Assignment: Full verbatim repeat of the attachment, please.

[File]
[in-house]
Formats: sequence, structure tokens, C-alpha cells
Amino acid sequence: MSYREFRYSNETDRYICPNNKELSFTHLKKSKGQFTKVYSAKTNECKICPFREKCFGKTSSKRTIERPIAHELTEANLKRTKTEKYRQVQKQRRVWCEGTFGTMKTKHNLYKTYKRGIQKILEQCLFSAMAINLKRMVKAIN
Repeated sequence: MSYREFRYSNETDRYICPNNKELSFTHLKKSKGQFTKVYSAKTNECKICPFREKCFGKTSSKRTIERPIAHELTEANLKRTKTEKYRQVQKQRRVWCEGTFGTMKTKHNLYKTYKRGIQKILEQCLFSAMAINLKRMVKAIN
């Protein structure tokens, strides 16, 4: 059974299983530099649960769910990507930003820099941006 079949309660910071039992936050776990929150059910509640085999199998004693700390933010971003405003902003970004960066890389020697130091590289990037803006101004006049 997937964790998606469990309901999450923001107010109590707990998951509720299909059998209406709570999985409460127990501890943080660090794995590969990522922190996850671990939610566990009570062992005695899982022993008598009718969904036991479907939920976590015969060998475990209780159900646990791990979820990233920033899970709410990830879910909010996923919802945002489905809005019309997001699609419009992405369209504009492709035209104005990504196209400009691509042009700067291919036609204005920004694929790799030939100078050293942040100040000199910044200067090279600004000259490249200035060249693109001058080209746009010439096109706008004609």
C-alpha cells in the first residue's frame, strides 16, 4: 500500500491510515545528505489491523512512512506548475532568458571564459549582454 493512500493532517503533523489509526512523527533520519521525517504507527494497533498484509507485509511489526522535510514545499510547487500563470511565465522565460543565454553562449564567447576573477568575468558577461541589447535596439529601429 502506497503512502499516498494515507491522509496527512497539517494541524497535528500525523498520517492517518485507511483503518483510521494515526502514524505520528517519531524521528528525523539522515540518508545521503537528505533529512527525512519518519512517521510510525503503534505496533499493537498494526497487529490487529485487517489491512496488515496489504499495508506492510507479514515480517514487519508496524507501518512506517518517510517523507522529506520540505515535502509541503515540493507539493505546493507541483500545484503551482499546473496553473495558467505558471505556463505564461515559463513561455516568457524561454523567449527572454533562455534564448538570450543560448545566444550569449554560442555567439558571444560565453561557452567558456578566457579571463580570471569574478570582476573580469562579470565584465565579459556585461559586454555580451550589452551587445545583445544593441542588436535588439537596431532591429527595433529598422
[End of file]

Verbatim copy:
[in-house]
Formats: sequence, structure tokens, C-alpha cells
Amino acid sequence: MSYREFRYSNETDRYICPNNKELSFTHLKKSKGQFTKVYSAKTNECKICPFREKCFGKTSSKRTIERPIAHELTEANLKRTKTEKYRQVQKQRRVWCEGTFGTMKTKHNLYKTYKRGIQKILEQCLFSAMAINLKRMVKAIN
Repeated sequence: MSYREFRYSNETDRYICPNNKELSFTHLKKSKGQFTKVYSAKTNECKICPFREKCFGKTSSKRTIERPIAHELTEANLKRTKTEKYRQVQKQRRVWCEGTFGTMKTKHNLYKTYKRGIQKILEQCLFSAMAINLKRMVKAIN
């Protein structure tokens, strides 16, 4: 059974299983530099649960769910990507930003820099941006 079949309660910071039992936050776990929150059910509640085999199998004693700390933010971003405003902003970004960066890389020697130091590289990037803006101004006049 997937964790998606469990309901999450923001107010109590707990998951509720299909059998209406709570999985409460127990501890943080660090794995590969990522922190996850671990939610566990009570062992005695899982022993008598009718969904036991479907939920976590015969060998475990209780159900646990791990979820990233920033899970709410990830879910909010996923919802945002489905809005019309997001699609419009992405369209504009492709035209104005990504196209400009691509042009700067291919036609204005920004694929790799030939100078050293942040100040000199910044200067090279600004000259490249200035060249693109001058080209746009010439096109706008004609």
C-alpha cells in the first residue's frame, strides 16, 4: 500500500491510515545528505489491523512512512506548475532568458571564459549582454 493512500493532517503533523489509526512523527533520519521525517504507527494497533498484509507485509511489526522535510514545499510547487500563470511565465522565460543565454553562449564567447576573477568575468558577461541589447535596439529601429 502506497503512502499516498494515507491522509496527512497539517494541524497535528500525523498520517492517518485507511483503518483510521494515526502514524505520528517519531524521528528525523539522515540518508545521503537528505533529512527525512519518519512517521510510525503503534505496533499493537498494526497487529490487529485487517489491512496488515496489504499495508506492510507479514515480517514487519508496524507501518512506517518517510517523507522529506520540505515535502509541503515540493507539493505546493507541483500545484503551482499546473496553473495558467505558471505556463505564461515559463513561455516568457524561454523567449527572454533562455534564448538570450543560448545566444550569449554560442555567439558571444560565453561557452567558456578566457579571463580570471569574478570582476573580469562579470565584465565579459556585461559586454555580451550589452551587445545583445544593441542588436535588439537596431532591429527595433529598422